Recently, a Missouri worker won a personal injury claim against a co-worker for pain and suffering, loss of consortium, and other damages – all after he received workers’ compensation from his employer for the same injury. Now, Missouri business owners are attempting to clarify MO workers’ compensation laws so that co-workers, managers, and bosses can’t be sued in the future in cases where the injured worker already received workers’ comp benefits.

The argument about whether or not injured workers could file injury lawsuits against colleagues or managers began with a 2007 workers’ comp and personal injury case that took place in Kansas City. Richard Robinson and Cheryl Hooker, two employees of Kansas City, were cleaning city streets with power washers when Hooker lost control of her hose, which struck Robinson in the eye. He was permanently blinded in the accident. But while he received compensation for his medical bills and physical injuries through the Missouri Workers’ Compensation Commission, he also sued his co-worker for negligence.

The Western District Court of Appeal decided that while employers are protected from lawsuits when workers’ compensation benefits are involved, co-workers are not protected. A Missouri business coalition is now specifically asking the legislature to add a workers’ comp law that prevents injured workers from suing co-workers for negligence if they receive workers’ comp.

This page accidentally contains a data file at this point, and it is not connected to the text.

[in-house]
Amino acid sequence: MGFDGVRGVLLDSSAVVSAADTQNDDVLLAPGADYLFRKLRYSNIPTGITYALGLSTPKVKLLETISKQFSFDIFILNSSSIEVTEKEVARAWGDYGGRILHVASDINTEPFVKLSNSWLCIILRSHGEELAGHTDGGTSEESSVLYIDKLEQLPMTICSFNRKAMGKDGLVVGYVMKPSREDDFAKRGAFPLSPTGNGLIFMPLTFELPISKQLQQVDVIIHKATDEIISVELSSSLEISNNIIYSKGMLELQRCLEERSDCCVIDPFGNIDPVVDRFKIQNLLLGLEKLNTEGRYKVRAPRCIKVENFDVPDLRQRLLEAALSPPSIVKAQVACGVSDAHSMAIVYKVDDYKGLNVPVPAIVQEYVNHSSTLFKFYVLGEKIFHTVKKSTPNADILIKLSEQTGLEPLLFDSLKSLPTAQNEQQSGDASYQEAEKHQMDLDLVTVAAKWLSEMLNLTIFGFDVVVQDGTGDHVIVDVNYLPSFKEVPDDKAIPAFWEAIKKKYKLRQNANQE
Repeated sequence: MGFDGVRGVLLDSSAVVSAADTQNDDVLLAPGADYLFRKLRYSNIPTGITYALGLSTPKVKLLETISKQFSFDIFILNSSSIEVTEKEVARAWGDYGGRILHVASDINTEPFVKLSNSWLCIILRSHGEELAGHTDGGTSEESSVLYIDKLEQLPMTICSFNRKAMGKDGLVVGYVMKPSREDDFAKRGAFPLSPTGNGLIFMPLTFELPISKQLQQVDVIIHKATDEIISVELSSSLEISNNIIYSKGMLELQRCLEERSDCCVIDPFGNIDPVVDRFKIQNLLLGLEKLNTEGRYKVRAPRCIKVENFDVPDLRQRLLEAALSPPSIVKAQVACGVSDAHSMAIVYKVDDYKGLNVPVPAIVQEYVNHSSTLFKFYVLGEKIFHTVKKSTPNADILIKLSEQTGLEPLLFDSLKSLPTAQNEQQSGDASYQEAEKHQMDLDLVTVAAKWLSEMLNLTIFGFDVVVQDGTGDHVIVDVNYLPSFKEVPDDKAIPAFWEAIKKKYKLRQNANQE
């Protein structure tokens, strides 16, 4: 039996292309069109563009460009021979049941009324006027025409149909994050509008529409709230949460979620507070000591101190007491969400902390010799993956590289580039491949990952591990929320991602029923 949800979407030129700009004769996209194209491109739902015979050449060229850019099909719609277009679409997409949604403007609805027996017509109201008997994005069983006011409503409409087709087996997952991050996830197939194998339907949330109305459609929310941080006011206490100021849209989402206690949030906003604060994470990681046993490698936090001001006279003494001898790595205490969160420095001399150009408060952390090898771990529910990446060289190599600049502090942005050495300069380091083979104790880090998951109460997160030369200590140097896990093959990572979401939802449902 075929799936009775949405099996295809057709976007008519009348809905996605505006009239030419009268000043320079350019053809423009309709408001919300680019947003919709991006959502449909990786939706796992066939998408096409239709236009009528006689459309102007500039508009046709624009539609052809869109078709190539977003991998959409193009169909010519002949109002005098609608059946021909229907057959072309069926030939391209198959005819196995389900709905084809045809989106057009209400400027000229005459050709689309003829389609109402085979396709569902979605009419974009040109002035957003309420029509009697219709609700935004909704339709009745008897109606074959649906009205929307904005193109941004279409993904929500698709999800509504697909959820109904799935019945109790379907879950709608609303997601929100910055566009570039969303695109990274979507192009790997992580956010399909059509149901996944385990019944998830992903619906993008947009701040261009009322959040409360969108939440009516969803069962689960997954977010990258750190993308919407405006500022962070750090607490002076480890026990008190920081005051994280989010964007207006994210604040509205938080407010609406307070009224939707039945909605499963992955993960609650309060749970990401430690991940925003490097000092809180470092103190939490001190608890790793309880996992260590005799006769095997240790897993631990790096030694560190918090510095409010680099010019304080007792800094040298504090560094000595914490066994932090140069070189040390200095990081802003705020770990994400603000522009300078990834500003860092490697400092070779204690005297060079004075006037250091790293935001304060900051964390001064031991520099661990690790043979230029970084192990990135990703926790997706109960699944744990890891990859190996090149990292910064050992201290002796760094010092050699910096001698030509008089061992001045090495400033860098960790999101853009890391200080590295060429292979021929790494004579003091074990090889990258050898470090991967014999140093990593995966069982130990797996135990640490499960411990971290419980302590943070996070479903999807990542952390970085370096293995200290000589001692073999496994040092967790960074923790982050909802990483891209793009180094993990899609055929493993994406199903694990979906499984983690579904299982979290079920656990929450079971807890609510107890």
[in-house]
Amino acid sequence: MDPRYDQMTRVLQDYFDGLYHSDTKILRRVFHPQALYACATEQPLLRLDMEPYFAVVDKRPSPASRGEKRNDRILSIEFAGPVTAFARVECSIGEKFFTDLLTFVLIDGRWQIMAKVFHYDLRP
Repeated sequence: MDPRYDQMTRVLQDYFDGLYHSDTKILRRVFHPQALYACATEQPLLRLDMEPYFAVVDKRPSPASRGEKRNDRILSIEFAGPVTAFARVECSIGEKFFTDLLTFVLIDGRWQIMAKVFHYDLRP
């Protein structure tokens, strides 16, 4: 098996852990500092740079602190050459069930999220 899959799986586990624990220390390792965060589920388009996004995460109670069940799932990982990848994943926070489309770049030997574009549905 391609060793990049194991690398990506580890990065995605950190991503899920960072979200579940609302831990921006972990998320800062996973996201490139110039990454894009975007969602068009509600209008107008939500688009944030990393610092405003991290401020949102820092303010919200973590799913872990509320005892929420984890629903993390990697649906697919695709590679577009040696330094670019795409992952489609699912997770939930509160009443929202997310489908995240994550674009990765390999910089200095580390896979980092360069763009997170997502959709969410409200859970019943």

Missouri business owners are now afraid that this case will set a precedent in which injured workers can sue company employees in addition to receiving workers’ comp, something that they believe will cost Missouri businesses more money – and also something they say is simply not fair.

If you have been injured in an on-the-job accident in Missouri – and if you are wondering if you can file a personal injury lawsuit against a co-worker, talk to a St. Louis workers’ comp attorney today.